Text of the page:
Follow Us

We use cookies to provide you with a better experience. If you continue to use this site, we'll assume you're happy with this. Alternatively, click here to find out how to manage these cookies

hide cookie message

Windows 9 rumours freeze corporate Windows 8 uptake

No reason to jump from XP to the current Microsoft OS

Article comments

With Windows 9 rumored to be coming out within the next year, there's little reason for businesses just transitioning off Windows XP to ever deploy Windows 8, experts say.

With a user learning curve, hardware update and apps compatibility all posing potential hurdles to Windows 8 adoption, most businesses transitioning from Windows XP will likely wind up using Windows 7 as their new platform of choice, says Shawn Allaway, CEO of Converter Technology, which specializes in migrating businesses to new versions of Windows and Microsoft Office.

In fact, none of Converter's clients has chosen Windows 8 as an XP upgrade, he says.

With Microsoft supporting Windows 7 until Jan. 14, 2020, that leaves time for another version or two of Windows beyond Windows 8 to emerge that could be less jarring, he says.

Business customers aren't swayed by new features and interfaces, he says. "They're looking for stability, not necessarily the cutting edge," says Allaway. "Once an operating system is stable and locked down they fight hard to keep it there as long as they can."

Businesses have to worry that their legacy line of business applications render properly to a touchscreen interface like Windows 8's and want to avoid having to rewrite those apps, Allaway says.

Running apps in a virtual environment on Windows 8 machines gets around apps compatibility, says Scott Dowling, Microsoft Architect for En Pointe Technologies, which provides businesses with hardware, software and IT services.

Dowling says that when he worked for Microsoft last year, if the sales team he worked with talked up Windows 8 to enterprise customers, they would buy it 80 percent of the time; otherwise it was 50-50. That doesn't say whether they actually deployed Windows 8, just that they licensed enough instances to cover their entire business, he says.

He says hardware wasn't much of an issue in their decision making. Most customers had already upgraded their PCs to devices that were far beyond the minimum Windows 8 requirements.

Businesses do worry that switching to new versions of Windows that have significant changes to the user interface causes productivity hits as workers get used to performing tasks in different ways, Allaway says. This is especially a concern for large companies where 40,000 workers might be affected, multiplying the effects of inefficiencies caused by the changeover.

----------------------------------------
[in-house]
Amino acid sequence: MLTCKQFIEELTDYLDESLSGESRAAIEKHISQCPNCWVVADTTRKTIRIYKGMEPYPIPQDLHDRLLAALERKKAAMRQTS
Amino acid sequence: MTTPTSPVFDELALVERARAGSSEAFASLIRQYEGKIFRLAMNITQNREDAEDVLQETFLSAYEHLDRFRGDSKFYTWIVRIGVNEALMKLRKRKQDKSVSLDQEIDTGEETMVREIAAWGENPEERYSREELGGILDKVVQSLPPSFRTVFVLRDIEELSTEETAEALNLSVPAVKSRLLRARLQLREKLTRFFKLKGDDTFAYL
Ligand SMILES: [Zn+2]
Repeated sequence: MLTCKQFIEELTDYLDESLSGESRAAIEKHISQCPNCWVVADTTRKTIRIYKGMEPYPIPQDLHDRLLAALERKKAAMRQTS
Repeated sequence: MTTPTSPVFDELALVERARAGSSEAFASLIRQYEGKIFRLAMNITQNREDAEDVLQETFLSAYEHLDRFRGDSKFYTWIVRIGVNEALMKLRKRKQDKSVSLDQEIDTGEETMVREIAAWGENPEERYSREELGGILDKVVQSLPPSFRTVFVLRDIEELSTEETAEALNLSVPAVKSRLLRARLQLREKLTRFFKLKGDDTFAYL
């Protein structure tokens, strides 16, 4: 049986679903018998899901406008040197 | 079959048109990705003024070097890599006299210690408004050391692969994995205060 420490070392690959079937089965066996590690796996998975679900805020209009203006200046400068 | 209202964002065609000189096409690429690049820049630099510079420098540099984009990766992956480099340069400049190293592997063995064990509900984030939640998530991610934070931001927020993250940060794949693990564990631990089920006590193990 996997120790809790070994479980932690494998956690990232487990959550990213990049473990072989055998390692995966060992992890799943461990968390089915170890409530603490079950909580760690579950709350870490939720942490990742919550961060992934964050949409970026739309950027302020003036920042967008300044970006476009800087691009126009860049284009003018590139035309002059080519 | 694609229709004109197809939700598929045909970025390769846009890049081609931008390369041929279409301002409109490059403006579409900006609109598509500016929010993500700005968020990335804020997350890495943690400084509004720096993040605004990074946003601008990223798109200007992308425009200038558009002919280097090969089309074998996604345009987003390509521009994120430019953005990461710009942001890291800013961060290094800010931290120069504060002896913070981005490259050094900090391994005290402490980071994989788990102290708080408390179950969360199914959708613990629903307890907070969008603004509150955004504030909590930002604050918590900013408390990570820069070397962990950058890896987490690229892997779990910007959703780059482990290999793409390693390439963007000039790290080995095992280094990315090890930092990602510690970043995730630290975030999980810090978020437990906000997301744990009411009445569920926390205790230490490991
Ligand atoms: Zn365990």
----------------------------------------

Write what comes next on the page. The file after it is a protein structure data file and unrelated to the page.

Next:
He says XP had an extraordinarily long 13-year run for an operating system. Microsoft will have learned its lesson and tie the operating system in with, say, new functionality of Microsoft Office, pushing customers to upgrade Windows 7 sooner than they did XP. "It will be a great coup if they cut that down to five years," he says.

They are attracted to an operating system that is secure, but the security advantages of Windows 8 over Windows 7 haven't been a decisive factor, he says.

Tim Greene covers Microsoft and unified communications for Network World and writes the Mostly Microsoft blog. Reach him at tgreene@nww.com and follow him on Twitter@Tim_Greene.



Share:

More from Techworld

More relevant IT news

Comments

Jean said: In fact I started creating computer applications from 1976 using a monitor including64 kiloBytes And yes when Microsoft put the PC on the market the real OS DOS was quit simple to create a program I remember in 1981 creating a Cocktail menu with 600 different menus including an appropriated glass designed at the pixel OK it was pixelyzed but nice representation anyway Since that time the original OS is become an obsolete application including thousands stupid and unnecessary stuff Thanks for your commentsJean



Send to a friend

Email this article to a friend or colleague:

PLEASE NOTE: Your name is used only to let the recipient know who sent the story, and in case of transmission error. Both your name and the recipient's name and address will not be used for any other purpose.

Techworld White Papers

Choose – and Choose Wisely – the Right MSP for Your SMB

End users need a technology partner that provides transparency, enables productivity, delivers...

Download Whitepaper

10 Effective Habits of Indispensable IT Departments

It’s no secret that responsibilities are growing while budgets continue to shrink. Download this...

Download Whitepaper

Gartner Magic Quadrant for Enterprise Information Archiving

Enterprise information archiving is contributing to organisational needs for e-discovery and...

Download Whitepaper

Advancing the state of virtualised backups

Dell Software’s vRanger is a veteran of the virtualisation specific backup market. It was the...

Download Whitepaper

Techworld UK - Technology - Business

Innovation, productivity, agility and profit

Watch this on demand webinar which explores IT innovation, managed print services and business agility.

Techworld Mobile Site

Access Techworld's content on the move

Get the latest news, product reviews and downloads on your mobile device with Techworld's mobile site.

Find out more...

From Wow to How : Making mobile and cloud work for you

On demand Biztech Briefing - Learn how to effectively deliver mobile work styles and cloud services together.

Watch now...

Site Map

* *